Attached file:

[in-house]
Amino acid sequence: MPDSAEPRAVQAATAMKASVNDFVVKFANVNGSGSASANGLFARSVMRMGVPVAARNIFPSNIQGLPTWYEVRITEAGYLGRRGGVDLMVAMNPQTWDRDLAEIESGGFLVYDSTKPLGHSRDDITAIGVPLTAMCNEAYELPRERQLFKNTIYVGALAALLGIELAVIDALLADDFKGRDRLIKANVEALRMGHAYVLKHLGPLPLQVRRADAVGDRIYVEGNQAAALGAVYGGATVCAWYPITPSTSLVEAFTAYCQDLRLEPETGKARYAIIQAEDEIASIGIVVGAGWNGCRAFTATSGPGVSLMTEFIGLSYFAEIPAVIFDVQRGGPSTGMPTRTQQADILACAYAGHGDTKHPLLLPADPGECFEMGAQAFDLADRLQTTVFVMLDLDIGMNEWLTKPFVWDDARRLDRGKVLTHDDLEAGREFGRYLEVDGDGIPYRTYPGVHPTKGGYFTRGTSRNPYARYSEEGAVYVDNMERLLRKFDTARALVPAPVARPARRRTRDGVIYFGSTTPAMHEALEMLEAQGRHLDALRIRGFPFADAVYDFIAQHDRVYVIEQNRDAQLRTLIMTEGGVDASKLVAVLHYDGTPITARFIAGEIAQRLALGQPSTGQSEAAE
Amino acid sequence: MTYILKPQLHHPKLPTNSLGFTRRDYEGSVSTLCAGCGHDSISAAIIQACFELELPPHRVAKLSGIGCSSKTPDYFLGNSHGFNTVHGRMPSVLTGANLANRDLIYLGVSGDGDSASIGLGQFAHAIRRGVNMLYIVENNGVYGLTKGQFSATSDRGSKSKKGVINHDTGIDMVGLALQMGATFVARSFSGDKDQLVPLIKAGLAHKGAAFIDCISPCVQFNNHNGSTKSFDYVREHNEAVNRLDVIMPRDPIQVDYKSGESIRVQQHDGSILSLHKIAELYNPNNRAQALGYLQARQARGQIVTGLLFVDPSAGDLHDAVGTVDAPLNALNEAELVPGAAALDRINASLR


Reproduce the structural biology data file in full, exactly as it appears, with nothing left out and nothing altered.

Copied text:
[in-house]
Amino acid sequence: MPDSAEPRAVQAATAMKASVNDFVVKFANVNGSGSASANGLFARSVMRMGVPVAARNIFPSNIQGLPTWYEVRITEAGYLGRRGGVDLMVAMNPQTWDRDLAEIESGGFLVYDSTKPLGHSRDDITAIGVPLTAMCNEAYELPRERQLFKNTIYVGALAALLGIELAVIDALLADDFKGRDRLIKANVEALRMGHAYVLKHLGPLPLQVRRADAVGDRIYVEGNQAAALGAVYGGATVCAWYPITPSTSLVEAFTAYCQDLRLEPETGKARYAIIQAEDEIASIGIVVGAGWNGCRAFTATSGPGVSLMTEFIGLSYFAEIPAVIFDVQRGGPSTGMPTRTQQADILACAYAGHGDTKHPLLLPADPGECFEMGAQAFDLADRLQTTVFVMLDLDIGMNEWLTKPFVWDDARRLDRGKVLTHDDLEAGREFGRYLEVDGDGIPYRTYPGVHPTKGGYFTRGTSRNPYARYSEEGAVYVDNMERLLRKFDTARALVPAPVARPARRRTRDGVIYFGSTTPAMHEALEMLEAQGRHLDALRIRGFPFADAVYDFIAQHDRVYVIEQNRDAQLRTLIMTEGGVDASKLVAVLHYDGTPITARFIAGEIAQRLALGQPSTGQSEAAE
Amino acid sequence: MTYILKPQLHHPKLPTNSLGFTRRDYEGSVSTLCAGCGHDSISAAIIQACFELELPPHRVAKLSGIGCSSKTPDYFLGNSHGFNTVHGRMPSVLTGANLANRDLIYLGVSGDGDSASIGLGQFAHAIRRGVNMLYIVENNGVYGLTKGQFSATSDRGSKSKKGVINHDTGIDMVGLALQMGATFVARSFSGDKDQLVPLIKAGLAHKGAAFIDCISPCVQFNNHNGSTKSFDYVREHNEAVNRLDVIMPRDPIQVDYKSGESIRVQQHDGSILSLHKIAELYNPNNRAQALGYLQARQARGQIVTGLLFVDPSAGDLHDAVGTVDAPLNALNEAELVPGAAALDRINASLR